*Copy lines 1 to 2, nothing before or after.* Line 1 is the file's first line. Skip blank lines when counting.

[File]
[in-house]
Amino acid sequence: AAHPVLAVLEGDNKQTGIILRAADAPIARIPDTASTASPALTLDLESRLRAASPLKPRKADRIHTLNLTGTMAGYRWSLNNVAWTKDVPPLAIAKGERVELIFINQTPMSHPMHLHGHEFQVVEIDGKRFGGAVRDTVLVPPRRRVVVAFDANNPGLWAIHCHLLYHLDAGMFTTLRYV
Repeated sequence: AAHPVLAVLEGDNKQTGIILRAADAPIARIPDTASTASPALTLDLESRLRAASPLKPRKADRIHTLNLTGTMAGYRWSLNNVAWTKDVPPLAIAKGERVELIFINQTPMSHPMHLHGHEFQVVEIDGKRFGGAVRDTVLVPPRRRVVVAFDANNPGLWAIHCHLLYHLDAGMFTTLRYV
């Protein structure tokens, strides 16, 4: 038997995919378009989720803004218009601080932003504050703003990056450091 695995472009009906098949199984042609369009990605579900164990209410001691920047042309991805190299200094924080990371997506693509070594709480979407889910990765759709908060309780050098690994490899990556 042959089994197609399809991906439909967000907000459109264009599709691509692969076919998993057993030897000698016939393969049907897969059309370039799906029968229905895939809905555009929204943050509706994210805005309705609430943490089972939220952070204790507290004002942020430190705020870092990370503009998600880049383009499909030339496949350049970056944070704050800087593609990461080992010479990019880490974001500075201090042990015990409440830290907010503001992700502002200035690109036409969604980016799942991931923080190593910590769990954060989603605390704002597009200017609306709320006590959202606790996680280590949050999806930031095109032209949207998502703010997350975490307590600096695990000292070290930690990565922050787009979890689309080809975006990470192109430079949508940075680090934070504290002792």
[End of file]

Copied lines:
[in-house]
Amino acid sequence: AAHPVLAVLEGDNKQTGIILRAADAPIARIPDTASTASPALTLDLESRLRAASPLKPRKADRIHTLNLTGTMAGYRWSLNNVAWTKDVPPLAIAKGERVELIFINQTPMSHPMHLHGHEFQVVEIDGKRFGGAVRDTVLVPPRRRVVVAFDANNPGLWAIHCHLLYHLDAGMFTTLRYV